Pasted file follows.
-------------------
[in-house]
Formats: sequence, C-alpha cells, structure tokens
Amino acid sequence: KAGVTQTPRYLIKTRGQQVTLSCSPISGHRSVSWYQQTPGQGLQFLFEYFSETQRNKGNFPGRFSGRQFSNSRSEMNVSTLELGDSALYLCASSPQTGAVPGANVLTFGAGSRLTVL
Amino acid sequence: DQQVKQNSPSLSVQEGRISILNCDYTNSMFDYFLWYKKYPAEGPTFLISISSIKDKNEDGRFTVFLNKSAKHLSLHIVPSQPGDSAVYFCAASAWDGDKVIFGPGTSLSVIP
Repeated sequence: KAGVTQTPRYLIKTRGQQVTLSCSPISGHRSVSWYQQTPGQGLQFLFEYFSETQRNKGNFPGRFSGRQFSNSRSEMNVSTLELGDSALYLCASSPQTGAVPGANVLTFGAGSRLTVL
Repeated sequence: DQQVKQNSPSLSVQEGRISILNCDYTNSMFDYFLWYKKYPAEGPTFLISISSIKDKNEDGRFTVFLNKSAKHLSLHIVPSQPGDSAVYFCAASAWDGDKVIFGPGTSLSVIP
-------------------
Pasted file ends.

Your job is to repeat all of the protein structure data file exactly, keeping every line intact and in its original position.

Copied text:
[in-house]
Formats: sequence, C-alpha cells, structure tokens
Amino acid sequence: KAGVTQTPRYLIKTRGQQVTLSCSPISGHRSVSWYQQTPGQGLQFLFEYFSETQRNKGNFPGRFSGRQFSNSRSEMNVSTLELGDSALYLCASSPQTGAVPGANVLTFGAGSRLTVL
Amino acid sequence: DQQVKQNSPSLSVQEGRISILNCDYTNSMFDYFLWYKKYPAEGPTFLISISSIKDKNEDGRFTVFLNKSAKHLSLHIVPSQPGDSAVYFCAASAWDGDKVIFGPGTSLSVIP
Repeated sequence: KAGVTQTPRYLIKTRGQQVTLSCSPISGHRSVSWYQQTPGQGLQFLFEYFSETQRNKGNFPGRFSGRQFSNSRSEMNVSTLELGDSALYLCASSPQTGAVPGANVLTFGAGSRLTVL
Repeated sequence: DQQVKQNSPSLSVQEGRISILNCDYTNSMFDYFLWYKKYPAEGPTFLISISSIKDKNEDGRFTVFLNKSAKHLSLHIVPSQPGDSAVYFCAASAWDGDKVIFGPGTSLSVIP